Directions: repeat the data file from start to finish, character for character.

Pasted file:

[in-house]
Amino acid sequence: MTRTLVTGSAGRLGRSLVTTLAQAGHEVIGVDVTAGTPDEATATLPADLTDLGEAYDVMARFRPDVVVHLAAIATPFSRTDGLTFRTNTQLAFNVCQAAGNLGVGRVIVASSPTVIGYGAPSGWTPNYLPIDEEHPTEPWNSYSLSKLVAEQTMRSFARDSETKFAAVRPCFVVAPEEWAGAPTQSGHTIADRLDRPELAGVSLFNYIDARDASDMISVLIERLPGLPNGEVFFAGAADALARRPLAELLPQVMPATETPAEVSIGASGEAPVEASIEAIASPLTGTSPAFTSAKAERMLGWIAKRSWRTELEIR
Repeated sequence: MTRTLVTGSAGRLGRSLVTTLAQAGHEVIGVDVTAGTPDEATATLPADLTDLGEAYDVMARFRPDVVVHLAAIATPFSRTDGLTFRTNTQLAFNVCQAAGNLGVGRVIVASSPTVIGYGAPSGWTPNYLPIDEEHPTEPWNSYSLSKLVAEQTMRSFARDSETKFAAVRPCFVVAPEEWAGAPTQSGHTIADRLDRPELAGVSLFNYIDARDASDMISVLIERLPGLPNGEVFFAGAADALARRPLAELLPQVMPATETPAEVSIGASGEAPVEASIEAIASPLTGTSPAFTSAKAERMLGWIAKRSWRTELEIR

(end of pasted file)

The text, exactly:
[in-house]
Amino acid sequence: MTRTLVTGSAGRLGRSLVTTLAQAGHEVIGVDVTAGTPDEATATLPADLTDLGEAYDVMARFRPDVVVHLAAIATPFSRTDGLTFRTNTQLAFNVCQAAGNLGVGRVIVASSPTVIGYGAPSGWTPNYLPIDEEHPTEPWNSYSLSKLVAEQTMRSFARDSETKFAAVRPCFVVAPEEWAGAPTQSGHTIADRLDRPELAGVSLFNYIDARDASDMISVLIERLPGLPNGEVFFAGAADALARRPLAELLPQVMPATETPAEVSIGASGEAPVEASIEAIASPLTGTSPAFTSAKAERMLGWIAKRSWRTELEIR
Repeated sequence: MTRTLVTGSAGRLGRSLVTTLAQAGHEVIGVDVTAGTPDEATATLPADLTDLGEAYDVMARFRPDVVVHLAAIATPFSRTDGLTFRTNTQLAFNVCQAAGNLGVGRVIVASSPTVIGYGAPSGWTPNYLPIDEEHPTEPWNSYSLSKLVAEQTMRSFARDSETKFAAVRPCFVVAPEEWAGAPTQSGHTIADRLDRPELAGVSLFNYIDARDASDMISVLIERLPGLPNGEVFFAGAADALARRPLAELLPQVMPATETPAEVSIGASGEAPVEASIEAIASPLTGTSPAFTSAKAERMLGWIAKRSWRTELEIR